Get Your House In Order Now To Save For Retirement Later
The last thing anyone wants to hear right now is more bad news about the economy. Gasoline prices have been getting lower, but we might be on track for a recession next year. Everything else is still prohibitively expensive. If you are on an income-based repayment plan, then the $10,000 of student loan forgiveness might not reduce your monthly payment, or even the total amount that you have to pay. Most Americans live paycheck to paycheck, even if their employment income exceeds $100,000. You might have adopted the coping strategy of letting all the bad news go in one ear and out the other, especially if you have a steady job with health insurance benefits and a retirement account to which your employer matches your contributions. In a recent article on Yahoo Finance, personal finance writer Suze Orman advises mid-career employees not to rest on their laurels about their financial situation. She says that, if you look carefully at your monthly contributions to your retirement amount and take a realistic view of what your expenses will be after you retire, you are probably not on track for a very comfortable retirement. A Tampa estate planning attorney can help you get a more detailed view of which expenses will really be necessary in your old age.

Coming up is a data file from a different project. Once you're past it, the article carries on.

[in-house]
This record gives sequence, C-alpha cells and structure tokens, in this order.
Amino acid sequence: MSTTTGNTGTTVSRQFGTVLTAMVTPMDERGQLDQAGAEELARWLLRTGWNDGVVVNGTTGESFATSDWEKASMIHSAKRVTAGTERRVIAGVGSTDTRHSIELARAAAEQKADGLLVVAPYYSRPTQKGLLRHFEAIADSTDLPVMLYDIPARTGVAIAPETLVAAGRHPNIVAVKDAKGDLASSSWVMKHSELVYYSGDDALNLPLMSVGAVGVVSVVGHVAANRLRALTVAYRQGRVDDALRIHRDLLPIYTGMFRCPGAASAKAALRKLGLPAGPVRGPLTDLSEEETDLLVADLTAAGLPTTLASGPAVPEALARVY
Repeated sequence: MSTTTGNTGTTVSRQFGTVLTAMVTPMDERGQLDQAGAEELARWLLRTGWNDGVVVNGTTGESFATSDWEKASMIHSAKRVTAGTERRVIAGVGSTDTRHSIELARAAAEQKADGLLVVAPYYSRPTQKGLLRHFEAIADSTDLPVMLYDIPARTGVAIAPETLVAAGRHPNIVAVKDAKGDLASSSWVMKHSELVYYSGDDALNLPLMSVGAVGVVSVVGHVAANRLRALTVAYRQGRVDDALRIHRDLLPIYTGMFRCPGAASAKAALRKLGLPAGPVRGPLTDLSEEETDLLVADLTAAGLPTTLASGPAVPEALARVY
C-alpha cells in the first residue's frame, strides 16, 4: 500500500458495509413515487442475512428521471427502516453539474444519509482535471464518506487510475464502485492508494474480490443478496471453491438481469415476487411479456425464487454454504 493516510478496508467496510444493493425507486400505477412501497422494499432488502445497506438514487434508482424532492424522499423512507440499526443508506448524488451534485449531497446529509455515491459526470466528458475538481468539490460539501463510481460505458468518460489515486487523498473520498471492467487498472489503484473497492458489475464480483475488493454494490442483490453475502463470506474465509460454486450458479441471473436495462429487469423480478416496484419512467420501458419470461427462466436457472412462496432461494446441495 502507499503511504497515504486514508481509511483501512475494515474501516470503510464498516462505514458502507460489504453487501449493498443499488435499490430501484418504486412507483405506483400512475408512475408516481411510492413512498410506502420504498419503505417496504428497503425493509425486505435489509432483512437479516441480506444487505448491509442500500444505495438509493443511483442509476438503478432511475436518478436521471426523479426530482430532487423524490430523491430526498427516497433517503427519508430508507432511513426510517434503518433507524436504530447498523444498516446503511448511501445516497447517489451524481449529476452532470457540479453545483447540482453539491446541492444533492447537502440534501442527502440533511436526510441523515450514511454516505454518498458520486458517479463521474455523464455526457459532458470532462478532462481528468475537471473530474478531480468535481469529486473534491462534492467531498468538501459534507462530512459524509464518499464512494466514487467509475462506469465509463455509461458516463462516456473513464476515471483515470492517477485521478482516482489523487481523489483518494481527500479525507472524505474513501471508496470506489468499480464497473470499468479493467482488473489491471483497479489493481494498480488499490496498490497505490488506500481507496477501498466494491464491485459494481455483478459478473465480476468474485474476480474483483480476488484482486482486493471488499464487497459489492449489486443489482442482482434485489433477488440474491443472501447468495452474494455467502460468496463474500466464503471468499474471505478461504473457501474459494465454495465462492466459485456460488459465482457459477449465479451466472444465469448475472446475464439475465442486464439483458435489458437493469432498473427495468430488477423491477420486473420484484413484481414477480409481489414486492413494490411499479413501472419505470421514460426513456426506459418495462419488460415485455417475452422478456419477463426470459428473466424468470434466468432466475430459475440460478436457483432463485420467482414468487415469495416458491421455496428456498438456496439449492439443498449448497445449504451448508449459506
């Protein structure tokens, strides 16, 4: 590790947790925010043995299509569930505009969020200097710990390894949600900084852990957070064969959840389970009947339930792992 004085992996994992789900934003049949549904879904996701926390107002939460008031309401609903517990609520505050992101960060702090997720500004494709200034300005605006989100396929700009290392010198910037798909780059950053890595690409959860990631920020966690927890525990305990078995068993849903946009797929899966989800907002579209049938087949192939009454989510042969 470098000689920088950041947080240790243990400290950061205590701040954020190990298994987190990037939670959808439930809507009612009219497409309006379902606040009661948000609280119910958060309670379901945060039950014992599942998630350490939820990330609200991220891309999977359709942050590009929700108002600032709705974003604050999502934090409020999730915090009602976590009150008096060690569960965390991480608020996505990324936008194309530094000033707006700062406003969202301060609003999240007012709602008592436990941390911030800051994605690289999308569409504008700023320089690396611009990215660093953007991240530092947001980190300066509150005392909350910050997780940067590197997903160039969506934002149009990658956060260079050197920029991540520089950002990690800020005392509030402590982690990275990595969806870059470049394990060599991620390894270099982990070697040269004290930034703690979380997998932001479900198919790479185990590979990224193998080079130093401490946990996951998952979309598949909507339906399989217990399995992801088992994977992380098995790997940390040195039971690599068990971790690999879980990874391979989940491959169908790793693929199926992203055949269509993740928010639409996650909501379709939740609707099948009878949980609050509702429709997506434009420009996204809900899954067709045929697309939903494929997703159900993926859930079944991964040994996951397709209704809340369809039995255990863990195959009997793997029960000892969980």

Aging in Place Begins in Middle Age
The decision to stay in the house where you have raised your children or move to a less expensive one should happen earlier than most people get started on it, according to Orman. There is no one-size-fits-all answer about whether you should continue living in your empty nest after you retire, but whether you choose, you should act accordingly. If you decide to age in place in the family home, then your first priority should be to pay off your home mortgage well in advance of retirement. If you decide to move to a tiny house, or at least one that is smaller and less expensive than your current one, move as soon as you can. The longer you keep the proceeds of the sale in savings, the more interest they will accrue.
Your Retirement Account Is Probably Only Big Enough to Act as an Emergency Fund
The same Yahoo Finance article includes a statistic that estimates the average retired person’s annual expenses at $46,000. Based on that estimate, how many years of income are currently in your retirement account? Probably not very many. According to Orman, most retirees in their 50s have only saved enough money for three years of retirement. She thinks that you should build an emergency fund with three years of expenses, in addition to your retirement account. Paying off your mortgage or selling your house is a good way to free up funds for this endeavor.
Contact David Toback With Questions About Retirement Expenses
A Central Florida estate planning lawyer can help you act now to reduce your retirement expenses and increase your retirement income. Contact David Toback in Tampa, Florida to set up a consultation.